Event: Amazon Web Services AWS Michigan Meetup 12/11/2012

Tomorrow (12/11/2012) we’ll be out at the monthly AWS Michigan meetup in Ann Arbor.  Jamie and Michael from RightBrain Networks will be presenting on some of things they’ve learned from their experiences running scalable WordPress sites on Amazon Web Services (AWS). They’ll also be talking about some of the things they learned from AWS re:Invent for those of us not lucky enough to attend.

If you’re interested in Cloud Computing, Amazon Web Services (AWS), Public Cloud, Private Cloud, OpenStack and other technologies and want to meet other people that are as well, check out the group - http://www.awsmichigan.org.

Event: AWS Michigan Meetup

Event Date: Tuesday, December 11th, 2012 @ 7:00pm

More info: http://www.awsmichigan.org/events/94452352/

Event: AWS Michigan Meetup (Presenting) – 10/09/12

Legal Informatics w/ CloudSearch & High-Performance Financial Market Apps

Solid Logic’s CEO, Eric Detterman, and CIO, Mike Bommarito, will be presenting at the AWS Michigan Meetup at Tech Brewery (map) in Ann Arbor, MI. I’ll be presenting on how we use Amazon Web Services (AWS) in the quantitative financial trading space with a case study and more.

Mike will be presenting on Legal Informatics using AWS CloudSearch. He will also be demonstrating an early prototype of an private enterprise information search and e-discovery application we’re creating. Mike also has a copy of his presentation available here.

Event Date: Tuesday, October 9th, 2012 @ 6:30pm

Event: AWS Michigan Meetup

More info: http://www.awsmichigan.org/events/85530922/

Below is a copy of my presentation so you can view at it at your convenience.

Subscribe to the Solid Logic Blog

Amazon EC2 Cloud Computing Cost Savings

This post is a long one and is part of an on-going series of some of the benefits we’ve identified in our experience in using Cloud Computing technologies, most notably Amazon Web Services (AWS) and different VMware products.

Overview

“The cloud”, specifically Amazon Web Services, has dramatically changed the landscape of High Performance Computing and Big Data Processing in recent years. Many things are computationally possible that would not have been a few short years ago. An organization can cost-effectively setup, launch and use a seemingly limitless amount of computing resources in minutes.

Most of the news media today is focused around using Hadoop on “Big Data”. SLTI has experience with this technology, but what happens if your task data set doesn’t fit nicely into this framework?? The writeup below is how we handled one such challenge.

Business Problem

The problem SLTI was trying to solve fits into the Business Intelligence/Data Mining area in the financial industry. The problem tested different inputs for an algorithm that is the basis for a quantitative equity trading system.
The algorithm had complex mathematical calculations and processing requirements across a large and diverse data set. The problem required testing a wide range of input parameters across four dimensions. The algorithm was tested across sixty-two different data sets. A summary of the size of the problem is shown to the right – We basically have to analyze 9.9 billion data points to come up with something actionable.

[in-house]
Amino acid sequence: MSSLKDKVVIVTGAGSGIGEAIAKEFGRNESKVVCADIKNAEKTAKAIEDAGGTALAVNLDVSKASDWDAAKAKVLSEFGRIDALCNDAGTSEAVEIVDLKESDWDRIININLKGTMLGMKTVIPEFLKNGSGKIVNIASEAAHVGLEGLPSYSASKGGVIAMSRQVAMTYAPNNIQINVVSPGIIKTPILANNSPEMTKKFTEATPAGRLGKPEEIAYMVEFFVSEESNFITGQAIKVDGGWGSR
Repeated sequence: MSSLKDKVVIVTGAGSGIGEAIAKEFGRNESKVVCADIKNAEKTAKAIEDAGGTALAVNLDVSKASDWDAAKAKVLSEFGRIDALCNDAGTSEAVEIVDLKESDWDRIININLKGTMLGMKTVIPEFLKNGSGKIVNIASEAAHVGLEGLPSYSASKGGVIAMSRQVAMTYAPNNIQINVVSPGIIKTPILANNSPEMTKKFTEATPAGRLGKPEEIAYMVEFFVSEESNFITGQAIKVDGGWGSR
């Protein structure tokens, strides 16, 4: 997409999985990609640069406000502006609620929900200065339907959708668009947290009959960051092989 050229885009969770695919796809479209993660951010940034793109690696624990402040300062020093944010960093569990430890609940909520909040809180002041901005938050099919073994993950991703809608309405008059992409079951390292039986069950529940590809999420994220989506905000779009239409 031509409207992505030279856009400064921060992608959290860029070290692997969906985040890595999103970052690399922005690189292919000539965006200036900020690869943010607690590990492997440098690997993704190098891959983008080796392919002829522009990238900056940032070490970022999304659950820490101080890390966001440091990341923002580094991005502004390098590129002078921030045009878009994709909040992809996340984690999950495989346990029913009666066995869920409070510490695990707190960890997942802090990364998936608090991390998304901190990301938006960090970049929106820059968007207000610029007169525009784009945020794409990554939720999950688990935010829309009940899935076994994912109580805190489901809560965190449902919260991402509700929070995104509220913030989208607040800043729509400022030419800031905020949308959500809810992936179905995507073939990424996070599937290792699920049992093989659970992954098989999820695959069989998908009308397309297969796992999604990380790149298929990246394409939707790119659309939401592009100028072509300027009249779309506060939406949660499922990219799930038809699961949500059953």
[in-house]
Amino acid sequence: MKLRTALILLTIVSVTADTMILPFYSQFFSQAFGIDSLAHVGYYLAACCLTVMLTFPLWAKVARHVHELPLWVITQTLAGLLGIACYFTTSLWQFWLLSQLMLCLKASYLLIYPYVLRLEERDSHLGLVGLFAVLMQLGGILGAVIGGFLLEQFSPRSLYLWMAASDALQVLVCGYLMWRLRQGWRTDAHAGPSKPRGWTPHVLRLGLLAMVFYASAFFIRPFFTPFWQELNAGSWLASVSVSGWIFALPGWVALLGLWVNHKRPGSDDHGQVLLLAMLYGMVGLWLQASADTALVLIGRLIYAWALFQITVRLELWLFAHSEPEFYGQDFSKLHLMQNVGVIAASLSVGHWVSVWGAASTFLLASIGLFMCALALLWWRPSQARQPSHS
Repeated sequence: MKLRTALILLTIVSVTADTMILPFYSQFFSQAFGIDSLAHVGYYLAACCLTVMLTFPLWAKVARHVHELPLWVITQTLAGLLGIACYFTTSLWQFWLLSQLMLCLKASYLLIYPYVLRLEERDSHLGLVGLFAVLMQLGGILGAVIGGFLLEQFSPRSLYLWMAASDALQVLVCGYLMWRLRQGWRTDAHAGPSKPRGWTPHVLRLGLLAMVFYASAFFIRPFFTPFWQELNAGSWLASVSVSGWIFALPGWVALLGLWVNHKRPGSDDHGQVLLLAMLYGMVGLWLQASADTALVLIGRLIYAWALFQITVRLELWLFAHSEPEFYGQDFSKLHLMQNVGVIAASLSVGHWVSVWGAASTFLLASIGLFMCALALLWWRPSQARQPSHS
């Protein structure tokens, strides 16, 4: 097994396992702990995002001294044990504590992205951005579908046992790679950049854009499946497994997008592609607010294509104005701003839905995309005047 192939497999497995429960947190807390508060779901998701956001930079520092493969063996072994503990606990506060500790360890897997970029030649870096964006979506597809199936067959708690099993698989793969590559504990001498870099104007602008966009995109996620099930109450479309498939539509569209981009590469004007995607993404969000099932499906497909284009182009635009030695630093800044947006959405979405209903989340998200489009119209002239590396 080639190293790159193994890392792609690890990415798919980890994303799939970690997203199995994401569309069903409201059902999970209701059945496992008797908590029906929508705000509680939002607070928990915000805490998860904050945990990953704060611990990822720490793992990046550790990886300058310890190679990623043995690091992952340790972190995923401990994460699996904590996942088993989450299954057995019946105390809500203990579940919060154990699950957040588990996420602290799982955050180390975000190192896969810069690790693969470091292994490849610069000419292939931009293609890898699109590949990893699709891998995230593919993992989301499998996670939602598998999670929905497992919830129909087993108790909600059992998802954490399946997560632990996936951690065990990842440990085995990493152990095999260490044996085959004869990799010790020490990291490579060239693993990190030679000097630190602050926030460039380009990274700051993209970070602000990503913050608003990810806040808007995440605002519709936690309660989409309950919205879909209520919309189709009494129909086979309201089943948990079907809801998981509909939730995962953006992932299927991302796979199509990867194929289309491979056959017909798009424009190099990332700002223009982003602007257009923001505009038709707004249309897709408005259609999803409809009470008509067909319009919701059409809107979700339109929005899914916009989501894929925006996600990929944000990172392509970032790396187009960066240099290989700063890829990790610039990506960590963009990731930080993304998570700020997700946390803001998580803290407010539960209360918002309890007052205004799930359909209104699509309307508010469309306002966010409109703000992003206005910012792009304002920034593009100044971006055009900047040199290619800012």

While the program logic is specific to the financial trading industry, it has many common concepts shared across different industries – engineering, legal services, etc. The question to ask is simple -

How many processing tasks have you had that you wished ran faster? Can they be split into multiple pieces and run in parallel? How can this be done cost-effectively?

Information Technology and Software Solution

Cloud Computing has dramatically changed the cost landscape of IT Infrastructure, especially for prototype or short run projects like this one. In a general sense, CPU cycles and RAM are cheap compared to the highly skilled labor required to improve performance by several orders of magnitude.

Our goal was simple – make the program to run a lot faster with minimal effort.

We have a large list of projects to be completed so development time is our most precious resource so we didn’t want to re-write the entire program. We kept the software changes and technology solution simple – it’s basically an 80/20 approach to setup the infrastructure and handle the code changes that still solves the problem, albeit in a less elegant fashion.

To accomplish our goal, we modified the program  to operate on a user-defined subset of the original data set. This allows the problem to be split into many small parts and spread apart across multiple servers. We can then distribute the pieces to each server to handle the processing for that subset.  

IT Infrastructure Architecture

In staying with a 80/20 simple solution first approach, we created a solution with the following pieces:

  1. Linux based application server (Amazon EC2 Amazon Machine Image (AMI), alternatively a VMware image could be created and converted to an AMI.
  2. Highly-Available, scalable, central filestore (Amazon S3)
  3. Master configuration data stored in Amazon S3

The cluster itself is comprised of sixteen cc2.8xlarge EC2 instances. Each instance has 88 Compute Units, has 2 x Intel Xeon E5-2670 processors (16 cores per instance), 60.5GB of RAM, 3370GB storage. The cluster provided 1408 Compute Units, 256 Cores and 968 GB of RAM.

The basic logic of the program goes something like this

  1. Load all required data into Amazon S3
  2. Launch the pre-configured AMI to run the program after the server launches
    • Get a specific subset of the data for the node from the central filestore
    • Update the master configuration data to notify the other nodes what data still needs to be processed before, during and after each test run.
    • Save the results to the central filestore
    • Shutdown the node after the work is completed

Cost Analysis

This is not intended to be a totally comprehensive cost comparison but rather a quick TCO comparison using some standard costs. To quickly do this, we used the AWS EC2 Cost Comparison Calculator on the bottom of this page.

SLTI’s EC2 based approach is roughly 99.5% cheaper than an in-house solution.  There are other similar examples of the ROI of an EC2 based approach for this type of workload here 

Key Takeaways

  1. Using the cloud enables a much more adaptive and scalable data processing infrastructure than in-house IT hardware.